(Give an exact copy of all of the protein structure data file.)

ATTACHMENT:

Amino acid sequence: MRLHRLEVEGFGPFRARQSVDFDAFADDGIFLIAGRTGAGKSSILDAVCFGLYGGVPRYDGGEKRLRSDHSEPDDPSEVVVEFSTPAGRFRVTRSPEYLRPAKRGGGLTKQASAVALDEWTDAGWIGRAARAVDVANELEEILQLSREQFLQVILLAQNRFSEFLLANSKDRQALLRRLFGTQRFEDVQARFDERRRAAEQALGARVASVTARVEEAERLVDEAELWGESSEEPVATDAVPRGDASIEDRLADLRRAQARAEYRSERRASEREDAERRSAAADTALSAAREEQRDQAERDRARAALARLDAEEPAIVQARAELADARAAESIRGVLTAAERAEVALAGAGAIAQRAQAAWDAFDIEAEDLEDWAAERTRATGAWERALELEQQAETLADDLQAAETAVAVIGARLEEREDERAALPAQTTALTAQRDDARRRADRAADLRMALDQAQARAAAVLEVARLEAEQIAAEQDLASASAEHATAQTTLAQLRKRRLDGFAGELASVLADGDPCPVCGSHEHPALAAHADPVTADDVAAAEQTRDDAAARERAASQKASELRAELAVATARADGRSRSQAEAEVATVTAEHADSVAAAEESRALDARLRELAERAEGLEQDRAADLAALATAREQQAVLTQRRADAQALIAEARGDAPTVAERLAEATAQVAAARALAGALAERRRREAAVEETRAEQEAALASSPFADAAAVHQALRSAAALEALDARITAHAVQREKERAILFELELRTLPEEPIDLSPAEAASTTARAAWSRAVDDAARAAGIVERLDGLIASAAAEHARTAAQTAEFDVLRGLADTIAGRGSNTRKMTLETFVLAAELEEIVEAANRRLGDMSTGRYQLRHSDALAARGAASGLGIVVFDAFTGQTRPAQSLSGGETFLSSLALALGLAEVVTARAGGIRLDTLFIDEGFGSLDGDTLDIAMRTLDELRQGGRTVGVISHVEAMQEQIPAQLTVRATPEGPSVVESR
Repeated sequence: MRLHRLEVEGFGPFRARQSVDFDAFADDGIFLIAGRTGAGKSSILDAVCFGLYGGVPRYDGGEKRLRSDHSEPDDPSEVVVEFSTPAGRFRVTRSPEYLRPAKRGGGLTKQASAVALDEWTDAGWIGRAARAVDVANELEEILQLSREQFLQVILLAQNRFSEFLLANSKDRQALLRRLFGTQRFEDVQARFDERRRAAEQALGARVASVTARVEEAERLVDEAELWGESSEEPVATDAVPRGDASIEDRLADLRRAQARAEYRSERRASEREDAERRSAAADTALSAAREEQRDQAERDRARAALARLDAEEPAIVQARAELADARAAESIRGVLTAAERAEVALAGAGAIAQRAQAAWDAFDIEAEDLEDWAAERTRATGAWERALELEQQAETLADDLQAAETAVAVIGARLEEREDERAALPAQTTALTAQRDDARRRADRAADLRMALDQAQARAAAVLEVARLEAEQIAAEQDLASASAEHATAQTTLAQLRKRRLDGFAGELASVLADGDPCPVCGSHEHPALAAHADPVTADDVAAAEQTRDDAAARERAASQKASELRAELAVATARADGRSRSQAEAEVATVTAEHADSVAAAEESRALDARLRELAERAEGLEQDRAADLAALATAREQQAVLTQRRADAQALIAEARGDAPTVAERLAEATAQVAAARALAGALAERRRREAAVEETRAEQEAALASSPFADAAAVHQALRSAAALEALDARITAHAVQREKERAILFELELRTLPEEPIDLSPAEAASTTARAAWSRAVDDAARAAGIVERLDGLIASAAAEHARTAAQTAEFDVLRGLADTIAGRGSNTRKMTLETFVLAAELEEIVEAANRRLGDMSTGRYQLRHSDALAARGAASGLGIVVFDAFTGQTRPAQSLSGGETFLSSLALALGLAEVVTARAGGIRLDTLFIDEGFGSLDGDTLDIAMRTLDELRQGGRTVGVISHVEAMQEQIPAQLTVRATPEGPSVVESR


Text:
Amino acid sequence: MRLHRLEVEGFGPFRARQSVDFDAFADDGIFLIAGRTGAGKSSILDAVCFGLYGGVPRYDGGEKRLRSDHSEPDDPSEVVVEFSTPAGRFRVTRSPEYLRPAKRGGGLTKQASAVALDEWTDAGWIGRAARAVDVANELEEILQLSREQFLQVILLAQNRFSEFLLANSKDRQALLRRLFGTQRFEDVQARFDERRRAAEQALGARVASVTARVEEAERLVDEAELWGESSEEPVATDAVPRGDASIEDRLADLRRAQARAEYRSERRASEREDAERRSAAADTALSAAREEQRDQAERDRARAALARLDAEEPAIVQARAELADARAAESIRGVLTAAERAEVALAGAGAIAQRAQAAWDAFDIEAEDLEDWAAERTRATGAWERALELEQQAETLADDLQAAETAVAVIGARLEEREDERAALPAQTTALTAQRDDARRRADRAADLRMALDQAQARAAAVLEVARLEAEQIAAEQDLASASAEHATAQTTLAQLRKRRLDGFAGELASVLADGDPCPVCGSHEHPALAAHADPVTADDVAAAEQTRDDAAARERAASQKASELRAELAVATARADGRSRSQAEAEVATVTAEHADSVAAAEESRALDARLRELAERAEGLEQDRAADLAALATAREQQAVLTQRRADAQALIAEARGDAPTVAERLAEATAQVAAARALAGALAERRRREAAVEETRAEQEAALASSPFADAAAVHQALRSAAALEALDARITAHAVQREKERAILFELELRTLPEEPIDLSPAEAASTTARAAWSRAVDDAARAAGIVERLDGLIASAAAEHARTAAQTAEFDVLRGLADTIAGRGSNTRKMTLETFVLAAELEEIVEAANRRLGDMSTGRYQLRHSDALAARGAASGLGIVVFDAFTGQTRPAQSLSGGETFLSSLALALGLAEVVTARAGGIRLDTLFIDEGFGSLDGDTLDIAMRTLDELRQGGRTVGVISHVEAMQEQIPAQLTVRATPEGPSVVESR
Repeated sequence: MRLHRLEVEGFGPFRARQSVDFDAFADDGIFLIAGRTGAGKSSILDAVCFGLYGGVPRYDGGEKRLRSDHSEPDDPSEVVVEFSTPAGRFRVTRSPEYLRPAKRGGGLTKQASAVALDEWTDAGWIGRAARAVDVANELEEILQLSREQFLQVILLAQNRFSEFLLANSKDRQALLRRLFGTQRFEDVQARFDERRRAAEQALGARVASVTARVEEAERLVDEAELWGESSEEPVATDAVPRGDASIEDRLADLRRAQARAEYRSERRASEREDAERRSAAADTALSAAREEQRDQAERDRARAALARLDAEEPAIVQARAELADARAAESIRGVLTAAERAEVALAGAGAIAQRAQAAWDAFDIEAEDLEDWAAERTRATGAWERALELEQQAETLADDLQAAETAVAVIGARLEEREDERAALPAQTTALTAQRDDARRRADRAADLRMALDQAQARAAAVLEVARLEAEQIAAEQDLASASAEHATAQTTLAQLRKRRLDGFAGELASVLADGDPCPVCGSHEHPALAAHADPVTADDVAAAEQTRDDAAARERAASQKASELRAELAVATARADGRSRSQAEAEVATVTAEHADSVAAAEESRALDARLRELAERAEGLEQDRAADLAALATAREQQAVLTQRRADAQALIAEARGDAPTVAERLAEATAQVAAARALAGALAERRRREAAVEETRAEQEAALASSPFADAAAVHQALRSAAALEALDARITAHAVQREKERAILFELELRTLPEEPIDLSPAEAASTTARAAWSRAVDDAARAAGIVERLDGLIASAAAEHARTAAQTAEFDVLRGLADTIAGRGSNTRKMTLETFVLAAELEEIVEAANRRLGDMSTGRYQLRHSDALAARGAASGLGIVVFDAFTGQTRPAQSLSGGETFLSSLALALGLAEVVTARAGGIRLDTLFIDEGFGSLDGDTLDIAMRTLDELRQGGRTVGVISHVEAMQEQIPAQLTVRATPEGPSVVESR